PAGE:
Prof. Michael Reisman once compared those charged with upholding the myth system to a man “pulling blankets over his head to avoid the cold reality of dawn.” Indeed the practice of intelligence agencies stands in stark opposition to the strong rhetoric voiced by the human rights community in Geneva. The Washington-based Center for Democracy and Technology concluded in a 2013 report that: “most countries, even those that have recognized privacy as a universal right, seem to apply much lower protections (if any) to surveillance directed at foreigners.” I would even more decisive: there is not a single country that applies similar or higher standards of oversight and protections in the context of foreign surveillance than in the context of domestic surveillance.
In a recent article, I argue that these distinctions are not only a common feature in the surveillance legislation of state or the practice of signals intelligence agencies, but that they are justified. Discrepancies in jurisdictional reach and technological capacities make it necessary that countries be allowed greater leniency in adopting foreign surveillance policies. By waging an absolutist battle for universality, the human rights NGOs are losing the far bigger war, that of providing some human rights protections in the foreign surveillance context. Adopting the understanding that the differentiation in legal treatment is justified would allow us to replace the notion of a one-size-fits-all jurisprudence. We could then begin to consider the appropriate contours of a tailored human rights framework for foreign surveillance.
Although most computer users in the U.S. and around the world are familiar with the risks associated with malicious software (i.e. viruses, worms and Trojans), relatively few users are aware of the hazards of Ransomware and its potential consequences for an attacked computer system and its users. Since several scholars believe that a new campaign of Ransomware is just around the corner, it is important that clients of Internet Service Providers familiarize themselves with this type of cyber attack and exercise extra caution when opening unfamiliar emails, browsing suspicious websites, and downloading software, music, and movies from peer-to-peer websites.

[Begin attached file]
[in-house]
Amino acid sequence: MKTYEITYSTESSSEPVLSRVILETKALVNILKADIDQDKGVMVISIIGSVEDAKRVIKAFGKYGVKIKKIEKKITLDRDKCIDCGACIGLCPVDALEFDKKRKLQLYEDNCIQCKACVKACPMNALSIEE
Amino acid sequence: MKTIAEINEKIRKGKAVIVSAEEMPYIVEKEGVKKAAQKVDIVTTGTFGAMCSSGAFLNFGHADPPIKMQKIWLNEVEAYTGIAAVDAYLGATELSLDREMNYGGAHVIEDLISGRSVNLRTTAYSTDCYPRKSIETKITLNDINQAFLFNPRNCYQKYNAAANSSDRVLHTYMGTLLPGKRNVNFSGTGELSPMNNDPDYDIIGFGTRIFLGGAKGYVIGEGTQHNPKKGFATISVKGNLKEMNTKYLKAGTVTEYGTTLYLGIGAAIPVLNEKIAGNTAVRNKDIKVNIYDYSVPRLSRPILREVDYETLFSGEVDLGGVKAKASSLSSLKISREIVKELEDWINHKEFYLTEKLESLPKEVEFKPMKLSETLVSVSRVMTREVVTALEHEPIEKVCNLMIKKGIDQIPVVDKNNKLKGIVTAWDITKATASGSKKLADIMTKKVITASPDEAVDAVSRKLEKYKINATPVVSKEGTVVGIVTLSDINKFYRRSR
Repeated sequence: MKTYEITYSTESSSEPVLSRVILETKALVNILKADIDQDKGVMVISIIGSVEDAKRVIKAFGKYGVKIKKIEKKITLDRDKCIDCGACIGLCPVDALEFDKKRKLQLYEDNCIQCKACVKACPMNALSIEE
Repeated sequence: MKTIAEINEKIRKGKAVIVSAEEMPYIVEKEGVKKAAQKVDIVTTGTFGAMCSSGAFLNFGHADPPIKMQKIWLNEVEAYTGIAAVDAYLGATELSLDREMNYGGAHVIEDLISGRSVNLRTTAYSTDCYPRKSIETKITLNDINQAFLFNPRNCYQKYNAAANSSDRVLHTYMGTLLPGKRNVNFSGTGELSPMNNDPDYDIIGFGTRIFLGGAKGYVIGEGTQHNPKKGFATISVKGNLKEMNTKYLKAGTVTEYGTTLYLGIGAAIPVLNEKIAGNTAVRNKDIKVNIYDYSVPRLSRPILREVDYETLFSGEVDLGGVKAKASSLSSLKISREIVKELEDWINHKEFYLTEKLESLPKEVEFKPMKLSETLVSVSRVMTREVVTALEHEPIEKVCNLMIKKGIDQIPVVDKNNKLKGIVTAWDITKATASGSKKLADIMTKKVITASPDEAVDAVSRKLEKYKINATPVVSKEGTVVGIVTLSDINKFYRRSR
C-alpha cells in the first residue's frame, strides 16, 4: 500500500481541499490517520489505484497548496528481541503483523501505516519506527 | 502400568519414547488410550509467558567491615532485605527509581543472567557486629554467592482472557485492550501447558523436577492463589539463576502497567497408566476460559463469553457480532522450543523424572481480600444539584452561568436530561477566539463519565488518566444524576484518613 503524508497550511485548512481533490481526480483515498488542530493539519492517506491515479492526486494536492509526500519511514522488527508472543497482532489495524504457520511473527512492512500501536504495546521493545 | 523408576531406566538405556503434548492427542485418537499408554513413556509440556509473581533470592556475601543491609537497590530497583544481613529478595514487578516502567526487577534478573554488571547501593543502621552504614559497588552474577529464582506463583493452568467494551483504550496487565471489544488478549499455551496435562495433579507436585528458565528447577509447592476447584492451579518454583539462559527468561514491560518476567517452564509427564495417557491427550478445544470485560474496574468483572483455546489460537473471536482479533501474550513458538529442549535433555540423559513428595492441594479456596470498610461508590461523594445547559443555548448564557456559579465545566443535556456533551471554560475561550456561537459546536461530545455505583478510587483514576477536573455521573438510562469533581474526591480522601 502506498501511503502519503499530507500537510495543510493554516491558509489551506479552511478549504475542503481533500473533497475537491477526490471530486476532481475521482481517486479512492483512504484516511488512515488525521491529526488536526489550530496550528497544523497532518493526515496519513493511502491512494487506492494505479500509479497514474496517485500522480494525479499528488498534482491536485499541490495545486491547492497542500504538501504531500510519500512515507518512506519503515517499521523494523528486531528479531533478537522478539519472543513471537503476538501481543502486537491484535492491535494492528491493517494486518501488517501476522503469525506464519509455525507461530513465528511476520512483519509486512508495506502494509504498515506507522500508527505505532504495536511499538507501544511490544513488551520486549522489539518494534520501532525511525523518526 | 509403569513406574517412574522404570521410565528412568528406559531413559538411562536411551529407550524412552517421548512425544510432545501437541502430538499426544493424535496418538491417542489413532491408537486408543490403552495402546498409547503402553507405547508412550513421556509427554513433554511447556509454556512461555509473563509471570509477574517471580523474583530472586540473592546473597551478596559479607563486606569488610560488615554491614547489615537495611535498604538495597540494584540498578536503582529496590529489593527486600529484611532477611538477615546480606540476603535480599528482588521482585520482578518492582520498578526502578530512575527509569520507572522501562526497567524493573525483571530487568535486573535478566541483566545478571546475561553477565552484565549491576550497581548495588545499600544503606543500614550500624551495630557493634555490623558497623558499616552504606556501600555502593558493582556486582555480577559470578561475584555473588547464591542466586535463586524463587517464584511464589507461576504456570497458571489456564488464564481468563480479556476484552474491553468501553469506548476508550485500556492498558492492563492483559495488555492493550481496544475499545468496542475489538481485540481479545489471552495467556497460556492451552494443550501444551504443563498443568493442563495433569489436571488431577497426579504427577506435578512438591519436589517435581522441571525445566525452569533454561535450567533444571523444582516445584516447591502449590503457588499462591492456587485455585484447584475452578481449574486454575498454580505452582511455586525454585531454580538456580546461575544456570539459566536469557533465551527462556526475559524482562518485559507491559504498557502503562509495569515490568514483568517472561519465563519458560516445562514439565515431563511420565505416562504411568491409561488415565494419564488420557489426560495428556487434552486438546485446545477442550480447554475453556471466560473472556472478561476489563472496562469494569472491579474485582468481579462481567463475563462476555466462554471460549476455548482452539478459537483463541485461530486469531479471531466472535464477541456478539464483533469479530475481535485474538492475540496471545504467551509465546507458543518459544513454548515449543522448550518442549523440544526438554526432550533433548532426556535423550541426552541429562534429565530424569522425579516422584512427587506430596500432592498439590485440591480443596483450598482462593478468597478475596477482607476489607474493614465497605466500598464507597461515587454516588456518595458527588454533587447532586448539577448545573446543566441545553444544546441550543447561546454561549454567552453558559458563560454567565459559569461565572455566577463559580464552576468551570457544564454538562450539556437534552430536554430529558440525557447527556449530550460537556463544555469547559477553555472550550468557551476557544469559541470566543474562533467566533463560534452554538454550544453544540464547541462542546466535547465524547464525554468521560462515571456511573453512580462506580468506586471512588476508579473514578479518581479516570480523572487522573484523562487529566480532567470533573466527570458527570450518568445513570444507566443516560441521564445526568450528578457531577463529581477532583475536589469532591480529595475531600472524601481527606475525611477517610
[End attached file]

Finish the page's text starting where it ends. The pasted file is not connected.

What is Ransomware?
Ransomware is malicious software designed to hijack computer user files, encrypt them, and then demand ransom payment in exchange for the decryption key (Luo and Liao 2007). The prevalence of Ransomware campaigns has increased significantly over the last five years (Kharraz et al. 2015). Initiators of Ransomware campaigns plan the execution of ransomware in a careful manner, and use various techniques to get their malware onto a victim’s computer. Specifically, malicious advertisements, spam emails, and botnets are commonly employed by Ransomware initiators in order to propagate their attacks (Savage et al. 2015). However, alongside the Ransomware initiators’ use of these methods, Ransomware affiliates provide services for those Ransomware initiators who wish to carry out these attacks (Kharraz et al. 2015). Importantly, the Ransomware affiliates do not need to have technical skills to create a Ransomware or to maintain and run the operation – all they are required to do is to maximize the spread of the Ransomware. In return for their service, the Ransomware affiliates receive a cut of the profit from each Ransomware infection for which they were responsible. In some cases, Ransomware initiators offer Ransomware affiliates access to the Ransomware control panel in exchange to an access fee (around US$300) (Savage et al. 2015).